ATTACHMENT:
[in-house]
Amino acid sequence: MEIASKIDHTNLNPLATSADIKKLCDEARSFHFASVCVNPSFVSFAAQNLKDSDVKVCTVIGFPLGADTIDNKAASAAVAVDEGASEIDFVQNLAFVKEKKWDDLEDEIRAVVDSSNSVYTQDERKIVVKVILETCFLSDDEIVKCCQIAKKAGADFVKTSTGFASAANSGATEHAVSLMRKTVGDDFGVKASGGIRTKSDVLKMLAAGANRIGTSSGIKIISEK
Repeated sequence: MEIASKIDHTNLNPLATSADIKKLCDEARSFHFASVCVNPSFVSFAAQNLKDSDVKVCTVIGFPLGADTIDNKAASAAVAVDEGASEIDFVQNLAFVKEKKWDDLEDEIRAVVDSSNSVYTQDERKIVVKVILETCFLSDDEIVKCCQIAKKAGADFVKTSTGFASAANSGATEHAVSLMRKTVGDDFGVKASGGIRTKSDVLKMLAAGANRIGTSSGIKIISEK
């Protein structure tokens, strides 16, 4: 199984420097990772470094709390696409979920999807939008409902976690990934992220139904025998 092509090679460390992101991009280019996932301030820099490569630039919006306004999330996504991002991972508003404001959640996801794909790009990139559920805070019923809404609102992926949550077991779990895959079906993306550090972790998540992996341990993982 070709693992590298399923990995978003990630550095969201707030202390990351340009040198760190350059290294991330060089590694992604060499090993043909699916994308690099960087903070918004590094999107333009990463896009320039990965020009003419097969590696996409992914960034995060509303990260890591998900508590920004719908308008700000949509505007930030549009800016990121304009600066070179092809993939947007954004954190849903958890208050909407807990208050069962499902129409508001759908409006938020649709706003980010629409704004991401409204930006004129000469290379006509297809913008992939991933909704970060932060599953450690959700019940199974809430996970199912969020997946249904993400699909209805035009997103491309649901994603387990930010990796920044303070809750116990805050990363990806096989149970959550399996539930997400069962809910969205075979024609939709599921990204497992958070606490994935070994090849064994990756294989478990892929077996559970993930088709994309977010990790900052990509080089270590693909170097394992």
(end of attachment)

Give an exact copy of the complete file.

[in-house]
Amino acid sequence: MEIASKIDHTNLNPLATSADIKKLCDEARSFHFASVCVNPSFVSFAAQNLKDSDVKVCTVIGFPLGADTIDNKAASAAVAVDEGASEIDFVQNLAFVKEKKWDDLEDEIRAVVDSSNSVYTQDERKIVVKVILETCFLSDDEIVKCCQIAKKAGADFVKTSTGFASAANSGATEHAVSLMRKTVGDDFGVKASGGIRTKSDVLKMLAAGANRIGTSSGIKIISEK
Repeated sequence: MEIASKIDHTNLNPLATSADIKKLCDEARSFHFASVCVNPSFVSFAAQNLKDSDVKVCTVIGFPLGADTIDNKAASAAVAVDEGASEIDFVQNLAFVKEKKWDDLEDEIRAVVDSSNSVYTQDERKIVVKVILETCFLSDDEIVKCCQIAKKAGADFVKTSTGFASAANSGATEHAVSLMRKTVGDDFGVKASGGIRTKSDVLKMLAAGANRIGTSSGIKIISEK
């Protein structure tokens, strides 16, 4: 199984420097990772470094709390696409979920999807939008409902976690990934992220139904025998 092509090679460390992101991009280019996932301030820099490569630039919006306004999330996504991002991972508003404001959640996801794909790009990139559920805070019923809404609102992926949550077991779990895959079906993306550090972790998540992996341990993982 070709693992590298399923990995978003990630550095969201707030202390990351340009040198760190350059290294991330060089590694992604060499090993043909699916994308690099960087903070918004590094999107333009990463896009320039990965020009003419097969590696996409992914960034995060509303990260890591998900508590920004719908308008700000949509505007930030549009800016990121304009600066070179092809993939947007954004954190849903958890208050909407807990208050069962499902129409508001759908409006938020649709706003980010629409704004991401409204930006004129000469290379006509297809913008992939991933909704970060932060599953450690959700019940199974809430996970199912969020997946249904993400699909209805035009997103491309649901994603387990930010990796920044303070809750116990805050990363990806096989149970959550399996539930997400069962809910969205075979024609939709599921990204497992958070606490994935070994090849064994990756294989478990892929077996559970993930088709994309977010990790900052990509080089270590693909170097394992």